Australia NSW plans to manufacture key technology used to make Covid-19 vaccines
India Is a Warning
The world’s largest vaccine producer is struggling to overcome its latest COVID-19 surge—and that’s everyone’s problem.What is taking place in India isn’t so much a wave as it is a wall: Charts showing the country’s infection rate and death toll, which has also reached record numbers in the country, depict curves that have shot up into vertical lines. Public-health experts aren’t optimistic that they will slope down anytime soon.
Australia's top scientists and politicians have teamed up to set up a manufacturing plant for mRNA vaccines likeand .
Premier Gladys Berejiklian on Monday met with the state's chief scientist to discuss plans to build Australia's first RNA manufacturing facility.
The Pfizer and Moderna vaccines both use mRNA technology but Australia has no capacity to make the jabs itself, leaving the country dependent on overseas production.
Making mRNA vaccines took on more importance since Australia's plan to immunise the population with locally-madevaccnine was scuttled by the jab's link to a fatal blood clot condition.
How deadly is India's Covid variant and is it REALLY behind crisis?
Doctors on the frontline have blamed the B.1.617 strain for the raging second wave that is killing nearly 3,000 Indians a day. But UK scientists have accused India of being too complacent.Doctors on the frontline claim the B.1.617 strain is responsible for the raging second wave which has sparked hundreds of thousands of new infections each day and left the country with a crippling shortage of oxygen and hospital beds.
Messenger mRNA vaccines teach cells how to make protein that triggers an immune response to a virus, rather than using an inactivated version of the disease.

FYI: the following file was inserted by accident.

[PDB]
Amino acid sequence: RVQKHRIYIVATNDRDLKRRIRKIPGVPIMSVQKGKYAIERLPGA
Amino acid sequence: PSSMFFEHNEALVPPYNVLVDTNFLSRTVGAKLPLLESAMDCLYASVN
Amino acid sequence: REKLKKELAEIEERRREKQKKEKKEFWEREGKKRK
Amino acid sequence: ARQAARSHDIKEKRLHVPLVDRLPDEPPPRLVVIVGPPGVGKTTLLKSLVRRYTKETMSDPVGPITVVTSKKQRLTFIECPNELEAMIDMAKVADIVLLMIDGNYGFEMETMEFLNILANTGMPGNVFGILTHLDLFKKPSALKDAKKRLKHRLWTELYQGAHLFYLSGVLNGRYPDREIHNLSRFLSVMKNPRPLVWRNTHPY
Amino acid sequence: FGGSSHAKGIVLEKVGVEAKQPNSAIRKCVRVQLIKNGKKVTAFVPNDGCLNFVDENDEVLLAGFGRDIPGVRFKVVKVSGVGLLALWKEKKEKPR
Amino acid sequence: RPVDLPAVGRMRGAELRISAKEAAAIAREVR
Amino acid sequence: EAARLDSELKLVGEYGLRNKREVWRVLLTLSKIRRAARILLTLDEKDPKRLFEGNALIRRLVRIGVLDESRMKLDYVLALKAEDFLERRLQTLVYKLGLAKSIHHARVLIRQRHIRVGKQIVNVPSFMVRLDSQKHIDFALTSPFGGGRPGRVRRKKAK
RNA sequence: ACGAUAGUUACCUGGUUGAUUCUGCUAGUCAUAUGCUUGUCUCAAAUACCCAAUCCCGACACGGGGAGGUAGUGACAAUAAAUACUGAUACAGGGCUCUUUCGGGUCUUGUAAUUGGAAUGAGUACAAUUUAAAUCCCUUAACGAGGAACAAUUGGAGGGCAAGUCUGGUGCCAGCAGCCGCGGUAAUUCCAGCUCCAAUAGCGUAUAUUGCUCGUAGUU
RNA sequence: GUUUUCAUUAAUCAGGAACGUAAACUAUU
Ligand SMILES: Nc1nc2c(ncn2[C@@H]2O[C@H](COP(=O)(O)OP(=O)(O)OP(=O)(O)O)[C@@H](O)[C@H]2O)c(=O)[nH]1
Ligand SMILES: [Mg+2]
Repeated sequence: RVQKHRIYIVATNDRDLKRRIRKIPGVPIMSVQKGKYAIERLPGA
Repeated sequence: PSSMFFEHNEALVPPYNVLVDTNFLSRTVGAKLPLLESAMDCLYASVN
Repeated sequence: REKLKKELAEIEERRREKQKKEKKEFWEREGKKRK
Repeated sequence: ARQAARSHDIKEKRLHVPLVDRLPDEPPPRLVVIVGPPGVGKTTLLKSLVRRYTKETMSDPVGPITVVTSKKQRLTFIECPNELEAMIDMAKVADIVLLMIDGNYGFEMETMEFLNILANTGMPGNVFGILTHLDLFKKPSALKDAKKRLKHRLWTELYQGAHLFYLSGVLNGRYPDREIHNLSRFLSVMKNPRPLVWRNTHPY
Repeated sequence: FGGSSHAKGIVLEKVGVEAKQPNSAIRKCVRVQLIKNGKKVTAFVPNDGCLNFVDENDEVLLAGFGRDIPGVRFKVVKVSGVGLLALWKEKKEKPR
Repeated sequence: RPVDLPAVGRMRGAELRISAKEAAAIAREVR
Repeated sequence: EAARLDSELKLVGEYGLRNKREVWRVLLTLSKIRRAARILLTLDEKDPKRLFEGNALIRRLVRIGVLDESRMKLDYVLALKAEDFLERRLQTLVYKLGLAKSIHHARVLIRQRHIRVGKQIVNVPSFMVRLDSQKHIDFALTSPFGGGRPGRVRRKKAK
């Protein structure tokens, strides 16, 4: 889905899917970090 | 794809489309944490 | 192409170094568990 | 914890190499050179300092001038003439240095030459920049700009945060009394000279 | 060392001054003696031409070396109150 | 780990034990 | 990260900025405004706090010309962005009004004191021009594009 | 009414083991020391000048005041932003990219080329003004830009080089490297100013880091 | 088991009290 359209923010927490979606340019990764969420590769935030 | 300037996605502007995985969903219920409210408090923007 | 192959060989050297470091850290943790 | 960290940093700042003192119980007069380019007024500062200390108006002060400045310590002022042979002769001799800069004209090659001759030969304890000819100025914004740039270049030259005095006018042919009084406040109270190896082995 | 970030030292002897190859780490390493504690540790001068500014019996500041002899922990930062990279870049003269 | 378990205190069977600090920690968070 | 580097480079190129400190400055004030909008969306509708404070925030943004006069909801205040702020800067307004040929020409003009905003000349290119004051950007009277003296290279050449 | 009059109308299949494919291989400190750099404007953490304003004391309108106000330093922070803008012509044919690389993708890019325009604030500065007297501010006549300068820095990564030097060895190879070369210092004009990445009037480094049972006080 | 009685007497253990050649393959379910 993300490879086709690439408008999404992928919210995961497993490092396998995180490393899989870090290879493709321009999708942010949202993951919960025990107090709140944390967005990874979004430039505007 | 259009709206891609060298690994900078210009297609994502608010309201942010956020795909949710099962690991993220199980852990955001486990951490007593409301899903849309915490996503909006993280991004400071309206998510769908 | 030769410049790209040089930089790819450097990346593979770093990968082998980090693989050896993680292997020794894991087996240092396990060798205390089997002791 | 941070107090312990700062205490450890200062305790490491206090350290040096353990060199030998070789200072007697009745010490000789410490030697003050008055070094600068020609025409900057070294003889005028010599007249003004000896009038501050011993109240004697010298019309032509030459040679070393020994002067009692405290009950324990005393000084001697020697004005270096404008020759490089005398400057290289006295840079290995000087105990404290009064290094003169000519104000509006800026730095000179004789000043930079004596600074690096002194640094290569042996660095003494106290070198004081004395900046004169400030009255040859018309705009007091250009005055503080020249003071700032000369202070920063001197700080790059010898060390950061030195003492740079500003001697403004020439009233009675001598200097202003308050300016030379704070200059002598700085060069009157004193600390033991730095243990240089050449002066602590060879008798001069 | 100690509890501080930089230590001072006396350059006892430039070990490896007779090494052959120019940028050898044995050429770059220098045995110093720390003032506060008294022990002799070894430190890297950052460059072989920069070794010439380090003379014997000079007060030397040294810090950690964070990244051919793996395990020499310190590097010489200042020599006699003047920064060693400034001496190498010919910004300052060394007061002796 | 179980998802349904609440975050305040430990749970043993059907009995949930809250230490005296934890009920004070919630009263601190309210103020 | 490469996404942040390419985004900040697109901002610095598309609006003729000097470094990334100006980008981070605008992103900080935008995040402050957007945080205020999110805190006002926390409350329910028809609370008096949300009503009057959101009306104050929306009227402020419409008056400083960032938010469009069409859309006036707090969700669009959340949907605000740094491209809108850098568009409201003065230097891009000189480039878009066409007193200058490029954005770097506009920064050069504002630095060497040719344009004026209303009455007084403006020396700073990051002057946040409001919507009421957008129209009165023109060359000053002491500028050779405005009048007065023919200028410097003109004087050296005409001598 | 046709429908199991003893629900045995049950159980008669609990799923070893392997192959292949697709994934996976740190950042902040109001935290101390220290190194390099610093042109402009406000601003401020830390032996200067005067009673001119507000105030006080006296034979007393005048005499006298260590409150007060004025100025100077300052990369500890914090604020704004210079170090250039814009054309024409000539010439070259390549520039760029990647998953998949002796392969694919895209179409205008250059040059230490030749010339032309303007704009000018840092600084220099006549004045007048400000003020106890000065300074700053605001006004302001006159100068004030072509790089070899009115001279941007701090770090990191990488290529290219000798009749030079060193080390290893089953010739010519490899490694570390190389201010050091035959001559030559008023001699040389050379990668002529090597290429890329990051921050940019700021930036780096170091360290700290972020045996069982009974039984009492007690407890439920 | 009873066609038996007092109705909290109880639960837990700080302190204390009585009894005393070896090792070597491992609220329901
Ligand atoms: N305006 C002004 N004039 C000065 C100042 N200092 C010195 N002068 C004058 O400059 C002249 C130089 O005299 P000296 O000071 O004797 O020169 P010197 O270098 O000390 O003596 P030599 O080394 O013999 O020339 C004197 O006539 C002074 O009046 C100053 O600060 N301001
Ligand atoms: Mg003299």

Ms Berejiklian said she was launching a pilot project with the state's best brains which would take 12 to 24 months to complete.
She said the private sector, universities and the NSW Government already worked together during the pandemic on life-changing research.
'NSW is well placed to provide the advanced manufacturing workforce training, the scientific expertise and the physical location of a future RNA-based manufacturing hub,' she said.
'The state has an established advanced manufacturing capability and is well placed to be the home of mRNA manufacturing in Australia.'
Poorer countries might not get Covid-19 vaccinated until 2023
This inequality is baked into the vaccine manufacturing process.If these glaring inequities in vaccine access continue, it will take at least two years for the world’s poorest countries, who couldn’t compete for early doses of vaccines, to immunize 60 percent of their populations.
Experts have said creating mRNA manufacturing capacity would cost $250 million,reported.
NSW Chief Health Officer Dr Kerry Chant said mRNA vaccines were easier to make than other vaccines.
'What makes them so exciting is that they’re relatively easy to produce, change [and] modify at low cost, and that’s why people are so interested in this as an emerging technology for vaccines into the future,' she said.
Australia likely to follow America’s lead in support for vaccine patent waiver, but it’s no magic bullet .
Even if Scott Morrison decides to fall into line behind Joe Biden, it doesn't solve the issue of material supply shortages.The temporary waiver is supported by many developing nations but is currently being blocked by the EU, UK, Switzerland, Japan, Norway, Canada, Brazil and Australia. It would allow countries to produce generic versions of the vaccines at a cheaper price, potentially speeding up manufacturing.